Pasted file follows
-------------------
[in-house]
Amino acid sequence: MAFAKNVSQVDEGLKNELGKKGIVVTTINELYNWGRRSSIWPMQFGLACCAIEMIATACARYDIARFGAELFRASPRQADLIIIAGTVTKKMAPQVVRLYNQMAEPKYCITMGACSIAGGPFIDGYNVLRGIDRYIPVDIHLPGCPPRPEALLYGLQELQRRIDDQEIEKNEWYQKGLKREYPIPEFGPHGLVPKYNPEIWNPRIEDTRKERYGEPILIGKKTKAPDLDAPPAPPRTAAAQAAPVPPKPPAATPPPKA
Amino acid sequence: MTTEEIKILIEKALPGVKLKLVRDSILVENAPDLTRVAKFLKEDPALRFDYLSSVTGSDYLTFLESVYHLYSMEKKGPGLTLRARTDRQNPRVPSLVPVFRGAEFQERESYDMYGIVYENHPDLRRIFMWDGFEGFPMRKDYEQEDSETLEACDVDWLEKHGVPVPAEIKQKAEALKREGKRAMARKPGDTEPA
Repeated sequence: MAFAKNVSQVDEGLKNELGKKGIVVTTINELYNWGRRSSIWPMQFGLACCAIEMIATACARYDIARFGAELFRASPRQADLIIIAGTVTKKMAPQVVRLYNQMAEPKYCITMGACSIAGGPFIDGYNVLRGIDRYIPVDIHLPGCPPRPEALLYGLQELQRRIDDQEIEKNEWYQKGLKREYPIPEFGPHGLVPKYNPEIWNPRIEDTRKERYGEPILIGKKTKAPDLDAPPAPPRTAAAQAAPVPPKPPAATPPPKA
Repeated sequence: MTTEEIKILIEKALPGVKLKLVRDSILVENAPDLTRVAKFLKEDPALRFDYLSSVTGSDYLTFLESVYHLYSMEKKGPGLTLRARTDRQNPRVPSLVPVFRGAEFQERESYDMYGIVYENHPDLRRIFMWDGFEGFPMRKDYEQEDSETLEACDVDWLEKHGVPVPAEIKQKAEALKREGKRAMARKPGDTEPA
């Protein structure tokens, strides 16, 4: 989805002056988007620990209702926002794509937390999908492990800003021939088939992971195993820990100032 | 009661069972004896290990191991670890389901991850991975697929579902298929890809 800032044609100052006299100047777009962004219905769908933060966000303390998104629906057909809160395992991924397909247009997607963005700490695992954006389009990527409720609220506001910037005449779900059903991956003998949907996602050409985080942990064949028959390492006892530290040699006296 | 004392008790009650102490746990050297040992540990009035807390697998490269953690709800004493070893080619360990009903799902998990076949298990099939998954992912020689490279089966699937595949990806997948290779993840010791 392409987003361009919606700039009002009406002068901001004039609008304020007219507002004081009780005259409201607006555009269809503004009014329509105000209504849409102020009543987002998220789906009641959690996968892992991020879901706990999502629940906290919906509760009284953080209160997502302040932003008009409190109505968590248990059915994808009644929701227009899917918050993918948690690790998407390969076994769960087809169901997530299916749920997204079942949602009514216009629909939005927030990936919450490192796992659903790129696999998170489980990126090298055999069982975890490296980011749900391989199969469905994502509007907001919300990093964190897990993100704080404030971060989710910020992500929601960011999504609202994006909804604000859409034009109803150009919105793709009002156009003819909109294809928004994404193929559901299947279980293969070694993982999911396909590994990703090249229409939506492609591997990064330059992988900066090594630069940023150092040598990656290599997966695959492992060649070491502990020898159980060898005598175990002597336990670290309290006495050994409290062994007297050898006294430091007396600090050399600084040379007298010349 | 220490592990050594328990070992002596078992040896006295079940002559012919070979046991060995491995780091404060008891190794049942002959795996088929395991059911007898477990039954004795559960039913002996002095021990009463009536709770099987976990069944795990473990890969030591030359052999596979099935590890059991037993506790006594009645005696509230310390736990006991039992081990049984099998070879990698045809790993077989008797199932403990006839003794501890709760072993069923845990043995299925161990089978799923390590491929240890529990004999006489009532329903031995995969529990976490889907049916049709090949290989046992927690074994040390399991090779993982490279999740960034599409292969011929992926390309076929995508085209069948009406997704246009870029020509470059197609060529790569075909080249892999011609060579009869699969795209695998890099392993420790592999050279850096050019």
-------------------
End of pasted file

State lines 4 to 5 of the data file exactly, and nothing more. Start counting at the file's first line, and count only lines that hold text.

Repeated sequence: MAFAKNVSQVDEGLKNELGKKGIVVTTINELYNWGRRSSIWPMQFGLACCAIEMIATACARYDIARFGAELFRASPRQADLIIIAGTVTKKMAPQVVRLYNQMAEPKYCITMGACSIAGGPFIDGYNVLRGIDRYIPVDIHLPGCPPRPEALLYGLQELQRRIDDQEIEKNEWYQKGLKREYPIPEFGPHGLVPKYNPEIWNPRIEDTRKERYGEPILIGKKTKAPDLDAPPAPPRTAAAQAAPVPPKPPAATPPPKA
Repeated sequence: MTTEEIKILIEKALPGVKLKLVRDSILVENAPDLTRVAKFLKEDPALRFDYLSSVTGSDYLTFLESVYHLYSMEKKGPGLTLRARTDRQNPRVPSLVPVFRGAEFQERESYDMYGIVYENHPDLRRIFMWDGFEGFPMRKDYEQEDSETLEACDVDWLEKHGVPVPAEIKQKAEALKREGKRAMARKPGDTEPA